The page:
A drive along Scenic Byway 143 from Parowan to Panguitch is the perfect add-on to a Bryce Canyon National Park excursion. From Panguitch, it’s just 30 miles to Bryce Canyon National Park via Highway 89 to Scenic Byway 12. Turn south onto Highway 63 to reach the park entrance.

Simply put, Bryce Canyon National Park is one of the most spectacular parks in the U.S. Its deep amphitheaters are filled with massive hoodoos shaped by millions of years of erosion, which rise majestically from the canyon floor to inspire awe and legends. Ancient Paiute believed the limestone hoodoos were evil Legend People turned to stone by all-powerful Coyote. They called the multi-hued formations Anka-ku-was-a-wits, ‘red painted faces.’ Today’s two million annual park visitors are equally mesmerized by the eroded hoodoos standing strong and silent.

Thor’s Hammer at Bryce Canyon National Park

Bryce Canyon National Park lies on the southeastern edge of the Paunsaugunt Plateau, part of the Colorado Plateau and surrounded by Dixie National Forest. The rim elevation rises from 8,000 feet to 9,115 feet, offering unbelievable views of the Aquarius Plateau, Grand Staircase, and Henry Mountains. The 35,000-acre park can be explored in a day or less including some of the shorter hikes.

Visiting the Park

Bryce Amphitheater is the scenic heart of the park, and sunrise washing over the hoodoos is a spectacular introduction to the beauty of Bryce Canyon National Park. Bryce Point and Sunrise Point offer lovely morning views, including a view of Thor’s Hammer, the tallest hoodoo in the park. Nearby Inspiration Point and Sunset Point provide changing views of Bryce Amphitheater throughout the day.  Be sure to visit the Bryce Canyon National Park visitor center and museum, located near these overlooks, to learn about Bryce Canyon’s distinct history.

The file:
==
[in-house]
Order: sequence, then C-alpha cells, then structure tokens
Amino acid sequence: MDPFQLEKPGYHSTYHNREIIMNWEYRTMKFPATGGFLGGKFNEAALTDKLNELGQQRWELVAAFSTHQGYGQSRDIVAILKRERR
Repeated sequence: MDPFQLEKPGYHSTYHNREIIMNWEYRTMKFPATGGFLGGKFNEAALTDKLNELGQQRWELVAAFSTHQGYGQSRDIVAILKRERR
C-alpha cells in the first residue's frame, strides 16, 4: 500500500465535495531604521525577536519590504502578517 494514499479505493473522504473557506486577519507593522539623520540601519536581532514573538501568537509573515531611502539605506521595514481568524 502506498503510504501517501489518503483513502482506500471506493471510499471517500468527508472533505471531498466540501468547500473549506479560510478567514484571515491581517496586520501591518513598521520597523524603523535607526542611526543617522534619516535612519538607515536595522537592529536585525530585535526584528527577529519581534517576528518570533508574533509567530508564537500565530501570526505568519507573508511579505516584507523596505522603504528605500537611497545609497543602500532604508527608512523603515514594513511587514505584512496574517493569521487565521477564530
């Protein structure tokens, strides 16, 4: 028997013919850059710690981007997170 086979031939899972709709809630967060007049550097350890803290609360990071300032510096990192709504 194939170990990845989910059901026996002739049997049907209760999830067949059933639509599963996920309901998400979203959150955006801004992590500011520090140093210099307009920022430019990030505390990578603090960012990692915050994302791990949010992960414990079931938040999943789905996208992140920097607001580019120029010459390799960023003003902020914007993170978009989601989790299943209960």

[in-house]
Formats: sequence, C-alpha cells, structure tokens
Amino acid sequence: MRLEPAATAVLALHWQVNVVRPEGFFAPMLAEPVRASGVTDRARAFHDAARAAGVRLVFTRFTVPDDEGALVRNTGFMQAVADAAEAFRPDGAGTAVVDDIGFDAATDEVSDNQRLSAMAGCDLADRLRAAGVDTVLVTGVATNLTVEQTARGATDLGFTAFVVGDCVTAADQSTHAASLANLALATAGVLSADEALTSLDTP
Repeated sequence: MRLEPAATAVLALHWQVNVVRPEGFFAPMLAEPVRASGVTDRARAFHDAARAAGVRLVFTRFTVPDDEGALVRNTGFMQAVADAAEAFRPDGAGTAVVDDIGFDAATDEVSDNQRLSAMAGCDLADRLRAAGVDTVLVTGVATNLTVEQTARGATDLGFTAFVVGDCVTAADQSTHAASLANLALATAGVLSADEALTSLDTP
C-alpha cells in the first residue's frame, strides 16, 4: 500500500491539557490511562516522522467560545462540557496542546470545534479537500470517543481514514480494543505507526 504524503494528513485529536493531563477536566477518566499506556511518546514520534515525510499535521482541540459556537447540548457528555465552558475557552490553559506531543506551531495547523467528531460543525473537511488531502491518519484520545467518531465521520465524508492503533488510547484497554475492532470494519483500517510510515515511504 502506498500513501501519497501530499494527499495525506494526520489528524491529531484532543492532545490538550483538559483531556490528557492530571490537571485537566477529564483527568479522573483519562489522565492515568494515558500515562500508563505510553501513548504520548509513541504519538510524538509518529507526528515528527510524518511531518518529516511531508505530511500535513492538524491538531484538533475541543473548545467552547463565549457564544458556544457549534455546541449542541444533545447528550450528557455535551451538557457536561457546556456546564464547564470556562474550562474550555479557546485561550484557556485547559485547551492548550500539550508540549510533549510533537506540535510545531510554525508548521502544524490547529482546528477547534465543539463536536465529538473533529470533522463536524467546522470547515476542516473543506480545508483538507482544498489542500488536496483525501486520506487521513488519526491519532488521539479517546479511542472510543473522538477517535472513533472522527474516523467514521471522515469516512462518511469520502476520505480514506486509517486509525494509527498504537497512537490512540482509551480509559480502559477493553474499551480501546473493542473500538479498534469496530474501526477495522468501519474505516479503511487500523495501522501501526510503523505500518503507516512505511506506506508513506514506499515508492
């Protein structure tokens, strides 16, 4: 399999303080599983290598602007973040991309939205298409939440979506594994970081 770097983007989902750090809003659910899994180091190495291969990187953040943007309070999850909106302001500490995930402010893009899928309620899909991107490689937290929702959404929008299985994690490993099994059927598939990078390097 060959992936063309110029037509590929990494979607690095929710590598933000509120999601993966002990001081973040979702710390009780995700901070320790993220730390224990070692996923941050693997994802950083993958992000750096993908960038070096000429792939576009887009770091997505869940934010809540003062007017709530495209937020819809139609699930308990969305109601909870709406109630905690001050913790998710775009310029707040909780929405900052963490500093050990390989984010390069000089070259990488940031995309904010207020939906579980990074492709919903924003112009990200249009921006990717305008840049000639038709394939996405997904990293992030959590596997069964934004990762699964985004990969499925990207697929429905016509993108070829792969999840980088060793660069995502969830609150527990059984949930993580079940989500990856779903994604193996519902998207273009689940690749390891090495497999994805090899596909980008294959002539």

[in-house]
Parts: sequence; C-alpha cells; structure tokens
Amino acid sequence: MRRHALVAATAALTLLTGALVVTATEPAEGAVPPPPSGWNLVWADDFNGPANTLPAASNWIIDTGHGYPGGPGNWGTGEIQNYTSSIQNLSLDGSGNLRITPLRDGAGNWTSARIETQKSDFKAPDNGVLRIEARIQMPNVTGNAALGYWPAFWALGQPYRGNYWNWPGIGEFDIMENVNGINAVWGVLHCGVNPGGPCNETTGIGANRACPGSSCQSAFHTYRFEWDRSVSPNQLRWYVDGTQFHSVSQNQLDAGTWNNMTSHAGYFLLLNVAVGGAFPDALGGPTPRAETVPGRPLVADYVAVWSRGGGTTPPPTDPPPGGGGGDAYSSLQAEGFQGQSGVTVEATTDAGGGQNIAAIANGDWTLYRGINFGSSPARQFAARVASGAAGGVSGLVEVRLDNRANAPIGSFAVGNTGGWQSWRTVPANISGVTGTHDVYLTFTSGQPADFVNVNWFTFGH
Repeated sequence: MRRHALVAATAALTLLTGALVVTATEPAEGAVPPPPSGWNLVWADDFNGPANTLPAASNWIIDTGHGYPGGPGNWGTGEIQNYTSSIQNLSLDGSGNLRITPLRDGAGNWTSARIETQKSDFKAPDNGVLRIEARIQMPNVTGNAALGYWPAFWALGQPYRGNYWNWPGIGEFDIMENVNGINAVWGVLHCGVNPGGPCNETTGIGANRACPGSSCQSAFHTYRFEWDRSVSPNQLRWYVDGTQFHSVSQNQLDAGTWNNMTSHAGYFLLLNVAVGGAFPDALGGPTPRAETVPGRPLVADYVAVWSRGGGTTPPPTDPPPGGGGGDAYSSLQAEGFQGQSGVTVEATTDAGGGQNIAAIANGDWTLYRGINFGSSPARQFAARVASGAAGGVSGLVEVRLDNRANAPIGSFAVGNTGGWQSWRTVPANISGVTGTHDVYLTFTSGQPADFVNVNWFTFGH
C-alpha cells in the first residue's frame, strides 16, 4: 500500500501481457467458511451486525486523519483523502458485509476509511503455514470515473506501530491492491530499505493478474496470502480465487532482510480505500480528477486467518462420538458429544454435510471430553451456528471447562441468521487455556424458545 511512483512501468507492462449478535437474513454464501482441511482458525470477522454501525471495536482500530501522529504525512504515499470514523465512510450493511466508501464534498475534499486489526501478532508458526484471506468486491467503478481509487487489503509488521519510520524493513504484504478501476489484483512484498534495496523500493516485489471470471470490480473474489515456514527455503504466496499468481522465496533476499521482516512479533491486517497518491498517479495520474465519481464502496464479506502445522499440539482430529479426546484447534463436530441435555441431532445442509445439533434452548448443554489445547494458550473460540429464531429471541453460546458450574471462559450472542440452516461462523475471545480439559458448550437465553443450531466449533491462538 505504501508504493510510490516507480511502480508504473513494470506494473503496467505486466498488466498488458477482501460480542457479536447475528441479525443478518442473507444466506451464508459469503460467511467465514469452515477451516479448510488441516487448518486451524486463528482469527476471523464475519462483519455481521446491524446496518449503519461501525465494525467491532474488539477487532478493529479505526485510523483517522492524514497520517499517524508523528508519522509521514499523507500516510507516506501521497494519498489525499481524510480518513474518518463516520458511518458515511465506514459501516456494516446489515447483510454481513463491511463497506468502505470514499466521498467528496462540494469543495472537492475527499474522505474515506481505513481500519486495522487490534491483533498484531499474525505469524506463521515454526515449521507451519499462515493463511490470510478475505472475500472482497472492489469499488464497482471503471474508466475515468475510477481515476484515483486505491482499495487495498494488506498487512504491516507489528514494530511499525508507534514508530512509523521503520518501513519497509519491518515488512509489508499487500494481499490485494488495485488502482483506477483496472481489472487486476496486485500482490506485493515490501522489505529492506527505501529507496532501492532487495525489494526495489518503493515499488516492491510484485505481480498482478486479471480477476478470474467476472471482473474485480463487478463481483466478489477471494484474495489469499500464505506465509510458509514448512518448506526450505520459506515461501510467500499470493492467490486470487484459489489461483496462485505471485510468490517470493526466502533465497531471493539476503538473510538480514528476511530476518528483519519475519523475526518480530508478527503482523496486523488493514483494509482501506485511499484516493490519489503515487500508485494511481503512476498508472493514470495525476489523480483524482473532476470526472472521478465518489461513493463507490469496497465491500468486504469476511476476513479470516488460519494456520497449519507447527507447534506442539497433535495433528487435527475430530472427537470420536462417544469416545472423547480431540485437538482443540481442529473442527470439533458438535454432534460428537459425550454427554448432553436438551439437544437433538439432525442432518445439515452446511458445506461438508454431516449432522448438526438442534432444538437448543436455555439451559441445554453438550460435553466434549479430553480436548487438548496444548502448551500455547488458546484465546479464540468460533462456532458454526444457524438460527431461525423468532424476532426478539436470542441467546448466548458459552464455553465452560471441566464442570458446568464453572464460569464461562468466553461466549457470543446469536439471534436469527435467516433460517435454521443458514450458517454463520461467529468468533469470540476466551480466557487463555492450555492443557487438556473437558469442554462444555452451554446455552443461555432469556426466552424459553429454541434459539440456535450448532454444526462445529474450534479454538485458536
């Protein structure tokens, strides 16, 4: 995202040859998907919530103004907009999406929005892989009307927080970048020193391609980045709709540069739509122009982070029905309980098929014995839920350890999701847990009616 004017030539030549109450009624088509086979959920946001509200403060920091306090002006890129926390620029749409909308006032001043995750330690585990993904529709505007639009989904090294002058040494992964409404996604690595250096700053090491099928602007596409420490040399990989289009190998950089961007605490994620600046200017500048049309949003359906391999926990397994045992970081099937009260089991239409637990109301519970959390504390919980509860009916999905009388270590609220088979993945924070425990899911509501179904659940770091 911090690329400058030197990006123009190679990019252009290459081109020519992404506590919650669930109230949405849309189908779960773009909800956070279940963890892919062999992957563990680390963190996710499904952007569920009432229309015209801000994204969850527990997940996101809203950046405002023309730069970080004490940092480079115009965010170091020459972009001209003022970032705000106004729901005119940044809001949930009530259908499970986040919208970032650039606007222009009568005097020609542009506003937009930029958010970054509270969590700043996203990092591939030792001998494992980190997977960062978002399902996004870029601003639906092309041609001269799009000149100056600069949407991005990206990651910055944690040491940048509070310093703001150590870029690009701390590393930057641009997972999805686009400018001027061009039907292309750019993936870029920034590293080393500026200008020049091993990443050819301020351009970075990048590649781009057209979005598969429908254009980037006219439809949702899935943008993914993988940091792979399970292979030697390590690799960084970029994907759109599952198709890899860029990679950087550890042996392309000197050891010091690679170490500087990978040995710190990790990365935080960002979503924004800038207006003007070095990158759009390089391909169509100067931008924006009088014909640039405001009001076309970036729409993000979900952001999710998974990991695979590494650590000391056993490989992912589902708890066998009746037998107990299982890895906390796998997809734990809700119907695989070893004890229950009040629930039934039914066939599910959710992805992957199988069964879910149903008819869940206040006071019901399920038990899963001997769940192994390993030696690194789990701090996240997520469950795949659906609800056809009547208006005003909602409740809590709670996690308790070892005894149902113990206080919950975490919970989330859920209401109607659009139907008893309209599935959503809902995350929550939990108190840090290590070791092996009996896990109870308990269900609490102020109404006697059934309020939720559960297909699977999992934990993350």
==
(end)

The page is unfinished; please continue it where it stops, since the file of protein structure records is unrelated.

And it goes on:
An 18-mile scenic road runs north-south through the park, with more than a dozen overlooks with views you have to see to believe. Highlights of the scenic drive include Ponderosa Point, Black Birch Canyon, Paria View, Bryce Point, and Natural Bridge. The road ends at Rainbow Point, the highest point in the park. On a clear day Rainbow Point and nearby Yovimpa Point offer expansive views of the Grand Staircase, with visibility up to 100 miles.

There are more than 50 miles of hiking trails in Bryce Canyon National Park, ranging from the easy, paved Rim Trail to the challenging 8-mile Fairyland Loop Trail and the backcountry Under the Rim Trail. A descent into Bryce Amphitheater along the 1.5-mile Navajo Loop Trail brings a different perspective from below the rim. The strenuous trail features a series of switchbacks to the canyon floor, with the option to continue along the easier 1.8-mile Queens Garden Trail back to the rim at Sunrise Point.


Anasazi Basketmaker artifacts nearly 2,000 years old have been found just south of Bryce Canyon National Park. The Paiute Indians lived in the area around 1200 A.D. A group of Spanish explorers traveled through in the late 1700s, but it wasn’t until Mormon pioneers in the 1850s, followed by the Powell expeditions 20 years later, that the area was documented.  The area became popularly known as “Bryce’s Canyon” when cattleman Ebenezer Bryce famously said that the amphitheaters were “a helluva place to lose a cow.” In the early 1900s Union Pacific began expanding rail service and pioneer Ruby Syrett set up lodging services along the rim. President Harding established Bryce Canyon National Monument in 1923, which gained national park status in 1928. The park boundaries were extended in 1931 and again in 1942 to its present-day size of 35,000 acres.

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